It’s not even pride, it’s a psychological inability to, you know, if you are almost religiously bound by a particular faith, that what you’ve been doing, saving the planet, you know, and going green and being on the right side of history, and being virtuous, and so on. If that is what drives you, it’s very, very difficult to acknowledge, we’ve made a mistake. And we’ve caused the biggest economic crisis in European history since World War Two. And remember, even after World War Two, when when you’re was destroyed, at least you’re still had energy in the ground, mind you, Europe still has energy in the ground. I think we published a paper recently showing there’s at least 300 years of coal still in Europe and least 50 years of gas. So, you know, if if, at one point politicians realize we have to start drilling, at least there’s something left but I am extremely concerned about the utter decline and degradation and relegation of Europe as a civilization as a result of which is yet another in our long history utopian pipe dream. Based on a millennial doomsday cult. That’s what it is. They followed the doomsday cult almost to the ultimate disaster

Robert Bryce 32:36
I you know, you said it very starkly. Benny. And I think that that’s about right. And that the by the doomsday cult brought about doomsday by their own prophecy, right or their own, their own misguided. You know, it’s interesting that your colleague, John Constable, and I talked about this, but I’ve talked with many other people about the inability of people just don’t fundamentally don’t understand energy, right. And so because they don’t understand it, it can be it’s the perfect thing to for demagogues, right that demagogues can demagogue about it all day long, because they don’t know squat. And oh, well, we’ll just change this. And it’s gonna be fine. And wind and solar are good. So we need more wind and solar, without any other discussion of the other impacts that that has. And this seems to be, I’m only reflecting back to you what I’ve heard you say, because the policymakers only think about the policy. They don’t think about the economics, they don’t think about the technology. They don’t think about the implementation or the land use or these other things that are part of the policy that the policy affects. And now they’re, you know, as you say, they’re not going to go backward, because this is what they’re the religious devotion to the policy that they’ve created without any understanding of what that means. And that’s my read back to what you said is that I’m coming close to this. But it’s this that there’s Richard Fineman said the energy is very hard to understand. I mean, it’s very subtle kind of thing that we’re talking about. And yet there’s endless political politicization and demagoguery around it, because nobody really gets nobody very few get it.

Benny Peiser 34:11
Absolutely. That is That is true. And because it’s a highly complex issue, and most people don’t get it, and most people are kind of wishful thinking about. We could do it if the political will, is there, right? Okay. Yes, wind and solar is intermittent, but we’ll have the batteries and the storage. We just need to spend a few more trillion. You know, we’ve heard this for the last 3040 years. And the evidence is quite obvious that you cannot run a country on your renewable says you can’t even run a single city on renewables. It doesn’t need it. If that were possible, we would have An example. You know, my good friend Francis menten makes the case. If renewables would work, show me a single place on Earth, where it works 24/7 Right exist doesn’t exist. Very good indication that it will never exist.

Robert Bryce 35:21
So I just want to read what the statement that you put out on Thursday, October 20. This is from net zero watch, and you can find more about Benny Pizer. In his work at Net Zero You wrote the evident failure to embrace fracking is destroying the most promising chances of enhancing Britain’s energy security while driving up energy costs. MPs members of parliament have been playing into the hands of Vladimir Putin as Britain will now be forced to rely more and more on costly gas imports rather than than its massive shale resources. If the Westminster bubble think the current economic and political crisis is bad, they’re in for a shock next year when energy bills go through the roof and businesses go under. I read that and I thought, Okay, I need to talk to Benny again. And I’m glad we were able to connect today’s October 22. So just the last couple of things, Benny, I told you I didn’t want to go an hour. I just want to keep it fairly short, because I want to put this podcast out early. What’s what’s next then trust is still in name as Prime Minister, how long would the process take to replace her? Is that Is there anything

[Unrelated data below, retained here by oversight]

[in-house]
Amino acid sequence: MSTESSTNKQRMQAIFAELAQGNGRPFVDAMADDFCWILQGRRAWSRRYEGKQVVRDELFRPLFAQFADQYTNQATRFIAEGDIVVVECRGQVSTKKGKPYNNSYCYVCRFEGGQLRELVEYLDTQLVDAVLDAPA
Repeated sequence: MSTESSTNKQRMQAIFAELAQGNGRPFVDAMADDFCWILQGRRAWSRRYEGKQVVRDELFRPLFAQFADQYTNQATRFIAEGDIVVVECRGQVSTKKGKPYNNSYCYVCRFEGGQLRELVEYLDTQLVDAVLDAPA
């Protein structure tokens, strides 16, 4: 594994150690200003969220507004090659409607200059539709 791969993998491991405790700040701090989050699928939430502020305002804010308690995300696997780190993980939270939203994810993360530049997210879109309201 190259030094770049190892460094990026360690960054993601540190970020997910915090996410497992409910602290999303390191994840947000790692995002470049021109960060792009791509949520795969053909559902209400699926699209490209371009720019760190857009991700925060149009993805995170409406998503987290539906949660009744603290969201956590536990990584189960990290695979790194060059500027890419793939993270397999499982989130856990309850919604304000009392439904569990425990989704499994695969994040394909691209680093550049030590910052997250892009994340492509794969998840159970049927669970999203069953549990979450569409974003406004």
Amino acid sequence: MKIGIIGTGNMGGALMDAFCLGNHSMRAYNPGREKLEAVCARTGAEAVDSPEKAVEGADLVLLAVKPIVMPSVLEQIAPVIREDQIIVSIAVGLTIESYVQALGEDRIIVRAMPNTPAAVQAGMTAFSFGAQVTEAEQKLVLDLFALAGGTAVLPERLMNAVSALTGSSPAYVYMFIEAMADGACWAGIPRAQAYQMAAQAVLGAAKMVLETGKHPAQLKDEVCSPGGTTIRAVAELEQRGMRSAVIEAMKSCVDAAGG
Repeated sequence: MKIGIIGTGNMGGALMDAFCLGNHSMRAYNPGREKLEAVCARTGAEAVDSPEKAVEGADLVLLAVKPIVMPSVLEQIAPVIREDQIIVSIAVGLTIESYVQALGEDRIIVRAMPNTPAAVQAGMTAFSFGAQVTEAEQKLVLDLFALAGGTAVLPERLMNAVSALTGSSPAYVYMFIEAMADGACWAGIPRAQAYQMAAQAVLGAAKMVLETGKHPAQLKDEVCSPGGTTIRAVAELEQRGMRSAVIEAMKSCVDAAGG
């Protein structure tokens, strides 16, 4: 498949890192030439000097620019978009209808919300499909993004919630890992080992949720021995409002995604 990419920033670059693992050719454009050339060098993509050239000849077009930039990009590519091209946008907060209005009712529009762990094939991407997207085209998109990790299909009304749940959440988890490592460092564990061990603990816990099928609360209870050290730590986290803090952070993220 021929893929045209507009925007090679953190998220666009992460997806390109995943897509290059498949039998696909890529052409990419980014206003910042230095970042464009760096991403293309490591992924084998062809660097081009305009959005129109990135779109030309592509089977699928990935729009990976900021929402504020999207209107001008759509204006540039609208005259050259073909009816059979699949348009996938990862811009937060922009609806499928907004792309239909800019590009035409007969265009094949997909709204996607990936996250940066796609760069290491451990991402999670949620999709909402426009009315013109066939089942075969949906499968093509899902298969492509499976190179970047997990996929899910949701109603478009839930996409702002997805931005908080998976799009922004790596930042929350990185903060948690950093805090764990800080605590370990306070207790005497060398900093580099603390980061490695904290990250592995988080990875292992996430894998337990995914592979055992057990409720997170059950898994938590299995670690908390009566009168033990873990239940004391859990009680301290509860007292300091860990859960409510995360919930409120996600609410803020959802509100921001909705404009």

Benny Peiser 36:31
that happened within a week? Okay, so by by by the next weekend, we should know if it is in my guess it will be between Rishi Sunak, the former chancellor and Boris Johnson. But if you ask me, it doesn’t really matter. Because no matter who is the next prime minister, in fact, no matter who’s the next government, unless you tackle the energy costs crisis, no government will survive for long. Because people can’t live with these astronomical energy prices. They can’t, no business and no household, in the long term can survive on energy costs that are five times higher than they used to be. It’s impossible. So that is the challenge. And the next prime minister will still be restrained by a conservative parliamentary party, which is deeply split between a green woke liberal wing, which is mainly social democratic, and a more conservative wing, many of whom also don’t understand energy. So you know, I don’t see a shortcut or any easy way out. My great concern is that it will get much much much worse before it gets better. Well,

Robert Bryce 38:04
let’s leave it there. You know, I usually ask my last question is what gives you hope, but I want to, I want to not ask that question today. But, Benny, I deeply appreciate your time. I know we’re talking on a Saturday morning here in Austin and afternoon in the UK. appreciate you making time to talk with us again on the power hungry podcast. Again, my guest has been Benny PEISER my friend Benny Pizer. He’s the director of net zero watch in the UK a public charity. You can find more about their work and I suggest you sign up for their newsletter. It comes out almost every day at Net Zero Benny, thanks again for coming on the power hungry podcast.

Benny Peiser 38:40
Well, thank you for having me. And I’m very very sorry for all the bad news from your

Robert Bryce 38:48
it’s not your fault. All right, my friend take care of well, we will be in touch soon. Thanks to all you in podcast land for tuning into this edition of the power hungry podcast. Make sure to tune in next time and if you have a chance, give us a good rating to 612 15 stars, whatever they allow you to do on those rating systems and until next time, see you